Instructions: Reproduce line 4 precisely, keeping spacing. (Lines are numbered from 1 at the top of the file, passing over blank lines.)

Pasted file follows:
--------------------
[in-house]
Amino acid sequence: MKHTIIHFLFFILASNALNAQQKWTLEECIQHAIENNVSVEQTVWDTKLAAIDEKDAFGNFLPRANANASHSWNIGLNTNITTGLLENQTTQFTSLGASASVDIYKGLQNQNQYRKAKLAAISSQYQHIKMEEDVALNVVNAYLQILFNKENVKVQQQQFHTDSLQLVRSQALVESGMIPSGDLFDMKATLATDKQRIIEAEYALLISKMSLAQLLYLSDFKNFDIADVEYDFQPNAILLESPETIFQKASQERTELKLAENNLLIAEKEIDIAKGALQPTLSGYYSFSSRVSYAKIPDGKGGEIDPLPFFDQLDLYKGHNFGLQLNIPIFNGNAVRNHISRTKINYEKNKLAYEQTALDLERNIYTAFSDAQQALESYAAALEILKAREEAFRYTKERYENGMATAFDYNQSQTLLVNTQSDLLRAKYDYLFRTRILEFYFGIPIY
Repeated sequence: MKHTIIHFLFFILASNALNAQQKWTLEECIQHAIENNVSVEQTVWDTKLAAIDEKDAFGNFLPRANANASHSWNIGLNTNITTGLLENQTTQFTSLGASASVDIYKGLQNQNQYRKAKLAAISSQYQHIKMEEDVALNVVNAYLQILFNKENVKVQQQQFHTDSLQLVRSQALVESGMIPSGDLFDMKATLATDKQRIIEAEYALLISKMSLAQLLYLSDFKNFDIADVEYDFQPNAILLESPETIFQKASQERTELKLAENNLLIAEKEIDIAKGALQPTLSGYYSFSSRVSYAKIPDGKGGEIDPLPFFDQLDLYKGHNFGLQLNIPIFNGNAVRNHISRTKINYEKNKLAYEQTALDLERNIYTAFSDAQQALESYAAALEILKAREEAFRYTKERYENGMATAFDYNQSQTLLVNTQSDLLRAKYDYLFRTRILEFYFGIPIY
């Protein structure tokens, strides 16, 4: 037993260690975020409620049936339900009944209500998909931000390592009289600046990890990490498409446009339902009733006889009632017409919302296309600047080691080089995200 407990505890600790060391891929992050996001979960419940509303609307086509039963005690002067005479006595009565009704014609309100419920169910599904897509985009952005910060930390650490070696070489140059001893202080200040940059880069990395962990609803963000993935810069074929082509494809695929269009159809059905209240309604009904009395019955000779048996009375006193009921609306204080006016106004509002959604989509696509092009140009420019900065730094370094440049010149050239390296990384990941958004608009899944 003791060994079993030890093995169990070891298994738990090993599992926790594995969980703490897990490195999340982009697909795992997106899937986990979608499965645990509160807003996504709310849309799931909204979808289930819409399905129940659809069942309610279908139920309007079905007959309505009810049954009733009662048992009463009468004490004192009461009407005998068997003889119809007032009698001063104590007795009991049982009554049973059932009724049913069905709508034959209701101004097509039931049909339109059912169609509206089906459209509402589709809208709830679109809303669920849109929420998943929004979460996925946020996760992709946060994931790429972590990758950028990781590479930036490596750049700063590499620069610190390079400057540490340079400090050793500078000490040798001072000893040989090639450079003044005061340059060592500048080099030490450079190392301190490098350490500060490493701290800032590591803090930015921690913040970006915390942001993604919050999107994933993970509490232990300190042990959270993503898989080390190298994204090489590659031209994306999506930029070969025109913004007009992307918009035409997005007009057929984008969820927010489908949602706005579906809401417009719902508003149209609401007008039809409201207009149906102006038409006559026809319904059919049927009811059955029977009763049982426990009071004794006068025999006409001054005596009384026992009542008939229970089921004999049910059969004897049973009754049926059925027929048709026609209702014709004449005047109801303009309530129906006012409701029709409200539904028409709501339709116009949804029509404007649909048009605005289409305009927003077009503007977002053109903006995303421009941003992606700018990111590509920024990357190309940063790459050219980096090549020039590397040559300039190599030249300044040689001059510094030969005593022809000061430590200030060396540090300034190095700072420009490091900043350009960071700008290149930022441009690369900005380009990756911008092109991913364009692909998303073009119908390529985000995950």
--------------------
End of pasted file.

């Protein structure tokens, strides 16, 4: 037993260690975020409620049936339900009944209500998909931000390592009289600046990890990490498409446009339902009733006889009632017409919302296309600047080691080089995200 407990505890600790060391891929992050996001979960419940509303609307086509039963005690002067005479006595009565009704014609309100419920169910599904897509985009952005910060930390650490070696070489140059001893202080200040940059880069990395962990609803963000993935810069074929082509494809695929269009159809059905209240309604009904009395019955000779048996009375006193009921609306204080006016106004509002959604989509696509092009140009420019900065730094370094440049010149050239390296990384990941958004608009899944 003791060994079993030890093995169990070891298994738990090993599992926790594995969980703490897990490195999340982009697909795992997106899937986990979608499965645990509160807003996504709310849309799931909204979808289930819409399905129940659809069942309610279908139920309007079905007959309505009810049954009733009662048992009463009468004490004192009461009407005998068997003889119809007032009698001063104590007795009991049982009554049973059932009724049913069905709508034959209701101004097509039931049909339109059912169609509206089906459209509402589709809208709830679109809303669920849109929420998943929004979460996925946020996760992709946060994931790429972590990758950028990781590479930036490596750049700063590499620069610190390079400057540490340079400090050793500078000490040798001072000893040989090639450079003044005061340059060592500048080099030490450079190392301190490098350490500060490493701290800032590591803090930015921690913040970006915390942001993604919050999107994933993970509490232990300190042990959270993503898989080390190298994204090489590659031209994306999506930029070969025109913004007009992307918009035409997005007009057929984008969820927010489908949602706005579906809401417009719902508003149209609401007008039809409201207009149906102006038409006559026809319904059919049927009811059955029977009763049982426990009071004794006068025999006409001054005596009384026992009542008939229970089921004999049910059969004897049973009754049926059925027929048709026609209702014709004449005047109801303009309530129906006012409701029709409200539904028409709501339709116009949804029509404007649909048009605005289409305009927003077009503007977002053109903006995303421009941003992606700018990111590509920024990357190309940063790459050219980096090549020039590397040559300039190599030249300044040689001059510094030969005593022809000061430590200030060396540090300034190095700072420009490091900043350009960071700008290149930022441009690369900005380009990756911008092109991913364009692909998303073009119908390529985000995950």